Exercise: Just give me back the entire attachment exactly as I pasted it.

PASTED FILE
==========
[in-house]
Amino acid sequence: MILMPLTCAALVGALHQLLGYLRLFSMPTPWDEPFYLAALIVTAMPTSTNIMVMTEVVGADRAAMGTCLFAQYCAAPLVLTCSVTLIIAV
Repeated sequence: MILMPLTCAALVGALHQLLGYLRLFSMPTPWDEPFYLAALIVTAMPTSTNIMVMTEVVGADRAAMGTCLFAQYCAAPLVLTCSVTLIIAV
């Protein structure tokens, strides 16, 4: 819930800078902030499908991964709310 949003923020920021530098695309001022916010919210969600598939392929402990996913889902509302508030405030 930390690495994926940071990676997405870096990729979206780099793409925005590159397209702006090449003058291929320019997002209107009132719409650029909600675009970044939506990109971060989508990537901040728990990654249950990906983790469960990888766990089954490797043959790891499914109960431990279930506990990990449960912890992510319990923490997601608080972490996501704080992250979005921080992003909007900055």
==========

[in-house]
Amino acid sequence: MILMPLTCAALVGALHQLLGYLRLFSMPTPWDEPFYLAALIVTAMPTSTNIMVMTEVVGADRAAMGTCLFAQYCAAPLVLTCSVTLIIAV
Repeated sequence: MILMPLTCAALVGALHQLLGYLRLFSMPTPWDEPFYLAALIVTAMPTSTNIMVMTEVVGADRAAMGTCLFAQYCAAPLVLTCSVTLIIAV
């Protein structure tokens, strides 16, 4: 819930800078902030499908991964709310 949003923020920021530098695309001022916010919210969600598939392929402990996913889902509302508030405030 930390690495994926940071990676997405870096990729979206780099793409925005590159397209702006090449003058291929320019997002209107009132719409650029909600675009970044939506990109971060989508990537901040728990990654249950990906983790469960990888766990089954490797043959790891499914109960431990279930506990990990449960912890992510319990923490997601608080972490996501704080992250979005921080992003909007900055």